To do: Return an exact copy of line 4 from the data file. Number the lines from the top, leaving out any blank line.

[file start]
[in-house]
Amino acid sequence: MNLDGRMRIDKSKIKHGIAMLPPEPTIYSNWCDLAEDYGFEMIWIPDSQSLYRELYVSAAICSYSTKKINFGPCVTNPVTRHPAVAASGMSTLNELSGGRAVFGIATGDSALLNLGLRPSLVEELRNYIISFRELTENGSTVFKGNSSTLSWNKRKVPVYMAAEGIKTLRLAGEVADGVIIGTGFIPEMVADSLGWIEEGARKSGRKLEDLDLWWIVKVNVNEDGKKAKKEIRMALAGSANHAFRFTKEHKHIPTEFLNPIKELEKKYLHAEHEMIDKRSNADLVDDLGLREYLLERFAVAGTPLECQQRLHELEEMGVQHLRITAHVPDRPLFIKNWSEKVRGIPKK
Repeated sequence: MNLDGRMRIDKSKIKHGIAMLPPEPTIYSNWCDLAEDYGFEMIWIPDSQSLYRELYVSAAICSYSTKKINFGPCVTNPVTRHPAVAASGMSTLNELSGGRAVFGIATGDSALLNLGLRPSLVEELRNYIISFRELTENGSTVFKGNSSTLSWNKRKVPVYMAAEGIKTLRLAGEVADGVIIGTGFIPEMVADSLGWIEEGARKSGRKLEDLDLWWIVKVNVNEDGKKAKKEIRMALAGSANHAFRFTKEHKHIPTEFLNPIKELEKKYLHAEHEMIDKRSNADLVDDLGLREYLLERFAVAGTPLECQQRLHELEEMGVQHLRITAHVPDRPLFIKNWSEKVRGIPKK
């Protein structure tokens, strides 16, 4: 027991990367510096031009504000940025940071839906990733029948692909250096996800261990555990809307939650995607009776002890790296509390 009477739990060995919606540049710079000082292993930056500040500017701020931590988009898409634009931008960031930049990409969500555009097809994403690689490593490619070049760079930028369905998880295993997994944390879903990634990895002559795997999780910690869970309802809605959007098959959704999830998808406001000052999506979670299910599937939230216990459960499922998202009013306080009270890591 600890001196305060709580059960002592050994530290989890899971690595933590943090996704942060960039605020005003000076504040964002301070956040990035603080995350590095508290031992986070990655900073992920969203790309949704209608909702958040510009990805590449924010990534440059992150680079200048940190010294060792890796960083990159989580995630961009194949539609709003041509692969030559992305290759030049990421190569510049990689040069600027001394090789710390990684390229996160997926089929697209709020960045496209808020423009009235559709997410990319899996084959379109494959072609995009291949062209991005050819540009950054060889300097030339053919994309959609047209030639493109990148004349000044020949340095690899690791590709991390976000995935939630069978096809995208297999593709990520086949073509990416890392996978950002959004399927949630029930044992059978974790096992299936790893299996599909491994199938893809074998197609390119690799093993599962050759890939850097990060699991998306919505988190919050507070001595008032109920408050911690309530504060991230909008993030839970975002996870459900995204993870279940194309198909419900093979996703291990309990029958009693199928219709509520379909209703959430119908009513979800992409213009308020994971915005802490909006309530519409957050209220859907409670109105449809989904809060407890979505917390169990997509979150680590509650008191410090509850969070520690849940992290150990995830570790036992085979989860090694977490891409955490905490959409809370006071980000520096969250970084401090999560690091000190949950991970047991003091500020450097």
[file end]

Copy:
């Protein structure tokens, strides 16, 4: 027991990367510096031009504000940025940071839906990733029948692909250096996800261990555990809307939650995607009776002890790296509390 009477739990060995919606540049710079000082292993930056500040500017701020931590988009898409634009931008960031930049990409969500555009097809994403690689490593490619070049760079930028369905998880295993997994944390879903990634990895002559795997999780910690869970309802809605959007098959959704999830998808406001000052999506979670299910599937939230216990459960499922998202009013306080009270890591 600890001196305060709580059960002592050994530290989890899971690595933590943090996704942060960039605020005003000076504040964002301070956040990035603080995350590095508290031992986070990655900073992920969203790309949704209608909702958040510009990805590449924010990534440059992150680079200048940190010294060792890796960083990159989580995630961009194949539609709003041509692969030559992305290759030049990421190569510049990689040069600027001394090789710390990684390229996160997926089929697209709020960045496209808020423009009235559709997410990319899996084959379109494959072609995009291949062209991005050819540009950054060889300097030339053919994309959609047209030639493109990148004349000044020949340095690899690791590709991390976000995935939630069978096809995208297999593709990520086949073509990416890392996978950002959004399927949630029930044992059978974790096992299936790893299996599909491994199938893809074998197609390119690799093993599962050759890939850097990060699991998306919505988190919050507070001595008032109920408050911690309530504060991230909008993030839970975002996870459900995204993870279940194309198909419900093979996703291990309990029958009693199928219709509520379909209703959430119908009513979800992409213009308020994971915005802490909006309530519409957050209220859907409670109105449809989904809060407890979505917390169990997509979150680590509650008191410090509850969070520690849940992290150990995830570790036992085979989860090694977490891409955490905490959409809370006071980000520096969250970084401090999560690091000190949950991970047991003091500020450097």